Fighting Famine

Fighting Famine

Photo: AFP PHOTO /

Tens of millions of people are in need of humanitarian assistance as a result of man-made crises in South Sudan, Nigeria, and Yemen - all of which are driven by violent conflict - and Somalia, where ongoing conflict is compounding the effects of severe and prolonged drought. These crises are forcing people to flee within and beyond their country borders, disrupting agricultural production and livelihoods, and severing families from their social support systems. Ongoing violence - including deliberate attacks on civilians and relief workers - continues to prevent aid from reaching those most in need.

The United States is one of the largest donors of humanitarian assistance in all four crises. The assistance we provide includes: emergency food and nutrition assistance, safe drinking water, life-saving medical care, and shelter for those who have been displaced, both internally and as refugees, as well as protection for civilians. The United States is also supporting health, sanitation and hygiene services to help stop the spread of preventable disease - a leading cause of death during food crises.

Our assistance represents the best of America's generosity and goodwill, while improving our national security by strengthening relationships with nations and people around the world. We will continue to work with our international and local partners to provide the life-saving aid needed to avert famine and to support surrounding countries, mitigating the impact of these crises.

Last updated: December 07, 2017

December 7, 2017

Persistent attacks against civilians are a major concern for humanitarian organizations. During the week of November 19, media reported that violence in Nigeria’s Adamawa State resulted in the deaths of 90 people, including an attack on November 21 in Adamawa’s town of Mubi that resulted in nearly 60 deaths, as well as an armed group attempt to gain control of Borno State’s Magumeri town that resulted in the deaths of at least three civilians on November 25.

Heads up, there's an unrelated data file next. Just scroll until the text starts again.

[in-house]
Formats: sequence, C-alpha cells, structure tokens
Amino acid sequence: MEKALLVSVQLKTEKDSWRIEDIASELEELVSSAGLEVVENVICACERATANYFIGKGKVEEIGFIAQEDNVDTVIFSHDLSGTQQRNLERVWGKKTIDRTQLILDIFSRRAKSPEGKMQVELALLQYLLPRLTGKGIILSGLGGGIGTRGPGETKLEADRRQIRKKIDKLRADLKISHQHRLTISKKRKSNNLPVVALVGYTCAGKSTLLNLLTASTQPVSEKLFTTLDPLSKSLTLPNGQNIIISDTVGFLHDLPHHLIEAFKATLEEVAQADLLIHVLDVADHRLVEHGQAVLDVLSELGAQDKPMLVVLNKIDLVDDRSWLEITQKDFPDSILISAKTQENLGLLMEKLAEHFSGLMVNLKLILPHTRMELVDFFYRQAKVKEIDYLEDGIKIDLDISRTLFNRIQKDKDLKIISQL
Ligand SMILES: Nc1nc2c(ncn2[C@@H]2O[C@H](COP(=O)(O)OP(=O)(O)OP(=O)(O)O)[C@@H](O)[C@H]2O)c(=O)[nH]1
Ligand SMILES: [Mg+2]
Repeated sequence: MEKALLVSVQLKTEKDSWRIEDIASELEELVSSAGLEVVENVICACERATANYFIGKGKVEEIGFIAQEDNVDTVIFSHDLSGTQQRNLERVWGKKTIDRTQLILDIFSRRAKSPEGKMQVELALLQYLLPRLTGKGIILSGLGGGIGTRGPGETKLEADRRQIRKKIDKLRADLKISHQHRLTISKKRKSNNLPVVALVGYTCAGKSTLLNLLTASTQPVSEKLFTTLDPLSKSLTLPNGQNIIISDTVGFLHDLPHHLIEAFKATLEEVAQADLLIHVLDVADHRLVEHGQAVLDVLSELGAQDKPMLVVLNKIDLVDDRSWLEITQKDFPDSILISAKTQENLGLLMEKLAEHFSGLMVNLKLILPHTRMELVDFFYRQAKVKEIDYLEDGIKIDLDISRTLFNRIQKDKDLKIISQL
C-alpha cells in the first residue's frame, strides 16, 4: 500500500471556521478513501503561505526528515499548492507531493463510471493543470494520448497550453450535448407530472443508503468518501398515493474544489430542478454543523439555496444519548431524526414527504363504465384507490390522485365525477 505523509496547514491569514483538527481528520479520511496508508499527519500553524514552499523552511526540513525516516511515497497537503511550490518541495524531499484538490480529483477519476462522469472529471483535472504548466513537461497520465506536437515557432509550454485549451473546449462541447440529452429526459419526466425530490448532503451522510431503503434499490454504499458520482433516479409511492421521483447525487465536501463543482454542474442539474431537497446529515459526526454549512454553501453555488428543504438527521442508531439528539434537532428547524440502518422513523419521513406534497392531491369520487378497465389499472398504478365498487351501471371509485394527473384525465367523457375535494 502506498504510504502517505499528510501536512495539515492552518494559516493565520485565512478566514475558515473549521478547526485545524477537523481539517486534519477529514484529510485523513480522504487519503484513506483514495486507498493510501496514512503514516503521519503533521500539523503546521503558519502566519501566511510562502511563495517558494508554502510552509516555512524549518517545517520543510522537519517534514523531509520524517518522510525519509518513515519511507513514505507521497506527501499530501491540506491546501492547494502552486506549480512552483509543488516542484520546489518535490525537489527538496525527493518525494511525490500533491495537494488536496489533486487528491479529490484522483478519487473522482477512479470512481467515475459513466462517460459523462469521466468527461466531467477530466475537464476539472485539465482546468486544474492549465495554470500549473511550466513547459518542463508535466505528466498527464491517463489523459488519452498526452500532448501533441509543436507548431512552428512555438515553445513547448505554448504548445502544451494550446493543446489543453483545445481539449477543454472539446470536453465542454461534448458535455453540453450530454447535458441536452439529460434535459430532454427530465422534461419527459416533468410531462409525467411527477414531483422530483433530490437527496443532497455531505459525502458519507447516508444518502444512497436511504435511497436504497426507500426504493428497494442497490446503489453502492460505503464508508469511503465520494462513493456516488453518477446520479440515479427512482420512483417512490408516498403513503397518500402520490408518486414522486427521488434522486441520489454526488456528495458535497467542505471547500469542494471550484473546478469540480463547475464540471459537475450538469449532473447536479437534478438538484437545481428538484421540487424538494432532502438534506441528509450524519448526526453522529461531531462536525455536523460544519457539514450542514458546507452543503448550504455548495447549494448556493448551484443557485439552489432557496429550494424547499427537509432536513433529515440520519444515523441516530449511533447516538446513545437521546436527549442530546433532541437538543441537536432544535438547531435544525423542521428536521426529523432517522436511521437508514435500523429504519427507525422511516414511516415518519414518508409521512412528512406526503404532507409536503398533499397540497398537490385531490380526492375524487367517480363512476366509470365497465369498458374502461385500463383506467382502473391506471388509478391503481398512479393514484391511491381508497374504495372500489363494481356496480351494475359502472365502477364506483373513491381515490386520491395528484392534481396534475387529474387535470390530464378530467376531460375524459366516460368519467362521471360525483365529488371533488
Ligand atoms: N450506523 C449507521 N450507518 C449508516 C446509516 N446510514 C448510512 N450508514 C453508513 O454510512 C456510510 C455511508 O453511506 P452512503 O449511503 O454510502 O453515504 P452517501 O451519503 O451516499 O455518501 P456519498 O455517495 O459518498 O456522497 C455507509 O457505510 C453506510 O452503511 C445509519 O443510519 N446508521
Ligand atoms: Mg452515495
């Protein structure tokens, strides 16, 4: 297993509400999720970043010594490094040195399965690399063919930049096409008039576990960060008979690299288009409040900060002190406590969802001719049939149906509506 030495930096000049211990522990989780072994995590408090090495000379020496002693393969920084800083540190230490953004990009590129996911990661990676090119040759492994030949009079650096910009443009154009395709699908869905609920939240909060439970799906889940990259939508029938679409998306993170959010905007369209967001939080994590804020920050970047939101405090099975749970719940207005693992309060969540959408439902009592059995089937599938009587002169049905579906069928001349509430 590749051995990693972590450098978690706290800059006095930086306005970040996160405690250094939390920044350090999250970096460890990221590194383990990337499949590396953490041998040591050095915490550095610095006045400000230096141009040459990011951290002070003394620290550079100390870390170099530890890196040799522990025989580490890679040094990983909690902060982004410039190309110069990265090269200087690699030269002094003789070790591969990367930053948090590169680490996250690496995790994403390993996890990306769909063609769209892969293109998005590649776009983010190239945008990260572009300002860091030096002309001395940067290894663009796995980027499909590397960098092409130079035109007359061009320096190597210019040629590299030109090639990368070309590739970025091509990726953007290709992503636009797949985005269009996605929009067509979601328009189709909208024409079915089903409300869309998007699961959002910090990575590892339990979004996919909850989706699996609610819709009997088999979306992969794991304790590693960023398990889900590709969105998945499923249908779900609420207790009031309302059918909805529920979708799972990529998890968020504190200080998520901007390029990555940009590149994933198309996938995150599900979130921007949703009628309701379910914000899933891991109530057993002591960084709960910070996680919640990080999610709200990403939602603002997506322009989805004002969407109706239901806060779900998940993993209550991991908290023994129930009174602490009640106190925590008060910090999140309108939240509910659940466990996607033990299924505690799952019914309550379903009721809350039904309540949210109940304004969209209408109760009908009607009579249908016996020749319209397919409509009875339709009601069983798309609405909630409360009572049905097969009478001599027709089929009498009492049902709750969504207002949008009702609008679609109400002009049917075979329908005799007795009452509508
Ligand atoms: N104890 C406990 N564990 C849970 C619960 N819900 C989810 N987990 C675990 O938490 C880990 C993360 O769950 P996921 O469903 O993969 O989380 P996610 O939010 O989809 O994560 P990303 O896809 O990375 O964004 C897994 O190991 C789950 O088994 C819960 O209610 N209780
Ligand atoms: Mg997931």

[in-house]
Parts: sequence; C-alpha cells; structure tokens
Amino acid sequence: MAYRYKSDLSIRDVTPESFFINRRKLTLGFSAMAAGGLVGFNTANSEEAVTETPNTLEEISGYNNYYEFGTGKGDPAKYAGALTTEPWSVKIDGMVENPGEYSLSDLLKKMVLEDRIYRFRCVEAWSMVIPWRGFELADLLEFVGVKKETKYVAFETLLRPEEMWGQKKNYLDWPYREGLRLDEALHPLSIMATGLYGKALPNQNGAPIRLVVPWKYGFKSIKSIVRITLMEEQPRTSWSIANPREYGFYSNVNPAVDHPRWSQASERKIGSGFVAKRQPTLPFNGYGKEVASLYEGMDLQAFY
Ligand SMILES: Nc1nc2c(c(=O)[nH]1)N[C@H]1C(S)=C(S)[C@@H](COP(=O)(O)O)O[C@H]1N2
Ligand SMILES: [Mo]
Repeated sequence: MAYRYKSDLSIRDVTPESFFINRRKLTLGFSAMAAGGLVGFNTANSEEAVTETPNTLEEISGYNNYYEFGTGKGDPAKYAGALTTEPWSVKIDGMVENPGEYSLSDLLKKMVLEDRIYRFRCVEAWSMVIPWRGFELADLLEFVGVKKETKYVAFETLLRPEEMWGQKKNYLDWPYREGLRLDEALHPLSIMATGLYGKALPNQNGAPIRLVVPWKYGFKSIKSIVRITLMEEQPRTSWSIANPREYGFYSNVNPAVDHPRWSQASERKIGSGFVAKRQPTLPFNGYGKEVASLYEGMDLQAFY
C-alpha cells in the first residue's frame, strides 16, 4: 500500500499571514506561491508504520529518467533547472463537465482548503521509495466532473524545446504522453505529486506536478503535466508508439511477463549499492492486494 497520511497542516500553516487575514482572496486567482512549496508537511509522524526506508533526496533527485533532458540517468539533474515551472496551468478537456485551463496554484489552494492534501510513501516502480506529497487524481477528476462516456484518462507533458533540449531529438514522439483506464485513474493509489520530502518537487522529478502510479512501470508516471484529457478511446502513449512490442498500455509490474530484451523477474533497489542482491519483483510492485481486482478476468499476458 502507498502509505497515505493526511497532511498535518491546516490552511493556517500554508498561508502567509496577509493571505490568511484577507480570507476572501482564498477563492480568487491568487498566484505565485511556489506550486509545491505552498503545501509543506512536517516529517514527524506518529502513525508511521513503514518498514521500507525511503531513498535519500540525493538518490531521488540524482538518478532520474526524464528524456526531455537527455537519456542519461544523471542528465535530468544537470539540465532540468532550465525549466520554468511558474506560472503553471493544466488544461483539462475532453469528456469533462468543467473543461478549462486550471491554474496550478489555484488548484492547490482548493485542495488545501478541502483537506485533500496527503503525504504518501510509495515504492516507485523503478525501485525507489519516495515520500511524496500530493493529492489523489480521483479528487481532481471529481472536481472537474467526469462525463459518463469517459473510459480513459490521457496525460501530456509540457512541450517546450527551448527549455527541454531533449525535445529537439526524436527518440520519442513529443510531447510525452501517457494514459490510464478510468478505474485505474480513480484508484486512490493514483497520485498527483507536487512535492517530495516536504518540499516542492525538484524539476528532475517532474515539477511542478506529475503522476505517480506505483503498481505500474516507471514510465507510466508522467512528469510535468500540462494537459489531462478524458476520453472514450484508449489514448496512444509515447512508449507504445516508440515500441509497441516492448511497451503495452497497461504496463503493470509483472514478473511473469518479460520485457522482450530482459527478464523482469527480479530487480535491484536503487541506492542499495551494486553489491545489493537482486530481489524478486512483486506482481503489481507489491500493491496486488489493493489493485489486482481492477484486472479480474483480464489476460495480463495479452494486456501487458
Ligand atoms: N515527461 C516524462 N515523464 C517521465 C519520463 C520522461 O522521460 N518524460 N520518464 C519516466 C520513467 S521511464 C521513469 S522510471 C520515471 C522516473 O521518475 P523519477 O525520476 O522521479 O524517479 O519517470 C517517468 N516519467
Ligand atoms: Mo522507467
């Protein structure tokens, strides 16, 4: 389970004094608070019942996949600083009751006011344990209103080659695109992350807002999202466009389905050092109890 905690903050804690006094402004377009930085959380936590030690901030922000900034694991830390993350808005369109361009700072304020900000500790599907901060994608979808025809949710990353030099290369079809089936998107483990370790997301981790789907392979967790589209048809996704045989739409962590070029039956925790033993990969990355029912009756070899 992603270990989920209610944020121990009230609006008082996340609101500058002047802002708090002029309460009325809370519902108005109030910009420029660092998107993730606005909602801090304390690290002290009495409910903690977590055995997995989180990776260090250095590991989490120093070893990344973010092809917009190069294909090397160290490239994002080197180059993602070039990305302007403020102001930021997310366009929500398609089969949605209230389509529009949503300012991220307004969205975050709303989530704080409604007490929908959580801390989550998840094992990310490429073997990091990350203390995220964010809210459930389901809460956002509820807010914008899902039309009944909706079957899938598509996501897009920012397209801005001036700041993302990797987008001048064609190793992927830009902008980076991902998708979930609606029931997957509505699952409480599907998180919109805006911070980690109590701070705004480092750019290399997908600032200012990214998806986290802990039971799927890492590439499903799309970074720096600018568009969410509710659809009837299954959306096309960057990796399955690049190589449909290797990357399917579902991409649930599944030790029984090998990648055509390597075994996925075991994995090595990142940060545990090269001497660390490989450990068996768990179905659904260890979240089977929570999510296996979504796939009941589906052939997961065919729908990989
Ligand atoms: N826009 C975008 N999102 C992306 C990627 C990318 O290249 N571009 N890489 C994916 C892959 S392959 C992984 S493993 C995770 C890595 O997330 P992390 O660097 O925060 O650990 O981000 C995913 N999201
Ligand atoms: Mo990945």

December 5, 2017

Clashes among armed groups continue to endanger civilians and limit humanitarian access in South Sudan. On November 28, intercommunal violence in Jonglei State resulted in the death of at least 45 civilians, including six people working for two non-governmental organizations (NGOs), and injured nearly 20 other civilians, the UN reports.

November 30, 2017

Approximately 3.3 million people in Somalia are experiencing Crisis—IPC 3—or worse levels of acute food insecurity, the USAID-funded Famine Early Warning Systems Network (FEWS NET) reported in November.4 FEWS NET and the USAID-supported Somalia Food Security and Nutrition Analysis Unit (FSNAU) caution that parts of Somalia will remain at risk of Famine—IPC 5—through at least May 2018. Households across Somalia have reduced access to food and income following three consecutive poor rainy seasons, which resulted in below-average agricultural production and large-scale livestock losses, in addition to ongoing conflict.

November 13, 2017

The Government of Nigeria (GoN) Ministry of Agriculture and Rural Development (MoARD), in partnership with the UN Food and Agriculture Organization (FAO), UN World Food Program (WFP), and other relief agencies, recently released an updated Cadre Harmonisé report—a multi-sector food security and nutrition analysis—for 16 Nigerian states and the Federal Capital Territory.

November 6, 2017

UN Under-Secretary-General and Emergency Relief Coordinator (ERC) Mark Lowcock traveled to Yemen from October 23–27 to meet with Republic of Yemen Government (RoYG) officials in the city of Aden and Al Houthi officials in the capital city of Sana’a. ERC Lowcock encouraged greater coordination of humanitarian activities and urged parties to the conflict to ameliorate Yemen’s challenging operational environment, particularly bureaucratic impediments and disruptions to humanitarian operations.

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